6. Not her campus so… No clue

  7. Gear Diary on Campus: Kayla on … iPads #GearDiary

  8. Carly: laptops actually *didn’t exist* when I was in college; it was pen and paper or . . . pencil and paper. Some “rich kids” (as Kayla might call them) had Apple IIs, and Macs came around a bit later in my Junior year, but most people either had typewriters (yup!) or went to the various computer labs and wrote up their papers on a terminal hooked to a VAX running UNIX. In troff or nroff.

    Yes indeedy; it was the prehistoric era!

  9. I have no doubt that if iPads had been available when I was in college, I would have found a way to buy one — just because I couldn’t have stood not owning one. I always had a job of some kind through school, so it wouldn’t have been too hard. But I can understand where Kayla is coming from.

    Although … if having a 16GB iPad to carry at school meant you could get away with using an older/larger laptop or desktop back at home or in the dorm, then maybe that would be the perfect solution. I would much prefer carrying an iPad vs a laptop, especially for note-taking.

    See, I can find a way to justify buying almost any kind of gadgetry; it’s kind of a problem. =D

  10. Gear Diary on Campus: Kayla on … iPads #ipad

  11. Travis Ehrlich | March 29, 2011 at 5:52 am |

    I struggled so much to put myself through college that food was a luxury item most of the time. As a grown up with a crappy paying job, I understand her points and don’t totally agree, but as a college student I would have been right there with her. I never had a computer and had to wait in line at the library to use them. At the end of our college years, my girlfriend (now my wife) did get a Mac at the bookstore with a 1GB hard drive. People actually came over to see it because a gig drive was so rare!

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  13. Christopher Gavula | March 30, 2011 at 7:46 pm |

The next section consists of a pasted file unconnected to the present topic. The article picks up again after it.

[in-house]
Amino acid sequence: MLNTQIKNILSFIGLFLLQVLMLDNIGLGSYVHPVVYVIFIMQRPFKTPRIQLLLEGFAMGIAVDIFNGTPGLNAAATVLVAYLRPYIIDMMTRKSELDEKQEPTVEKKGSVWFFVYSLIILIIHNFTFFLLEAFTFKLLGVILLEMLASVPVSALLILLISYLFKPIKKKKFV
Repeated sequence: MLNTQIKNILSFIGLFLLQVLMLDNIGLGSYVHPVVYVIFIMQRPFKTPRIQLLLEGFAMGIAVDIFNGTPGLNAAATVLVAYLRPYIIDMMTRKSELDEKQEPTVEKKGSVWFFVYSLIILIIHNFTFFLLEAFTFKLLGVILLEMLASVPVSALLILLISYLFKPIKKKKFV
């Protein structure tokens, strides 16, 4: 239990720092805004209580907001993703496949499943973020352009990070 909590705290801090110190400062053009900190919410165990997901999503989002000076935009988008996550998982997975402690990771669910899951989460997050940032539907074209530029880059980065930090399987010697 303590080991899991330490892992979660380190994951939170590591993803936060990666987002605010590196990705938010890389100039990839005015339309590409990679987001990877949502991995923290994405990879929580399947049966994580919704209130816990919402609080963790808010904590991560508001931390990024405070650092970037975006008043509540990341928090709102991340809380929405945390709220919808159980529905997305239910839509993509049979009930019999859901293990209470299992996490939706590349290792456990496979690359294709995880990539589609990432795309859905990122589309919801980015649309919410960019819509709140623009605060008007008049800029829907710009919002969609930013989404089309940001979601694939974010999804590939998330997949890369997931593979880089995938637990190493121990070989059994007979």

I think that she overstates her case, but I can understand her concern. That said, I think the iPad, and devices like it are becoming less of a luxury and more of a necessity and will continue to do so. I agree with Judie that it allows you to have more flexibility in your choice of computer – allowing for perhaps a lower level of computer. I also think you CAN use an iPad as your primary device with very little interaction with a PC/computer at all if you choose to do so, but it requires that you STOP trying to use the iPad as a laptop replacement and use it the way it is designed to be used. For example it’s a better tool for taking notes than a laptop. You need a keyboard, then pair it with a BT keyboard! I think you combine this with cloud-based storage and you can function in a much greater capacity than most of us have really properly explored yet. You need Flash? Then try something like iSwifter (it does a better job with Flash apps than Skyfire in my opinion). There isn’t much you can’t do anymore and it does it with great portability!

  14. We’ve spoken about this before; I agree with Chris that you can make your iPad more standalone, and I suspect that in 5 years, tablets will be pretty much completely stand-alone.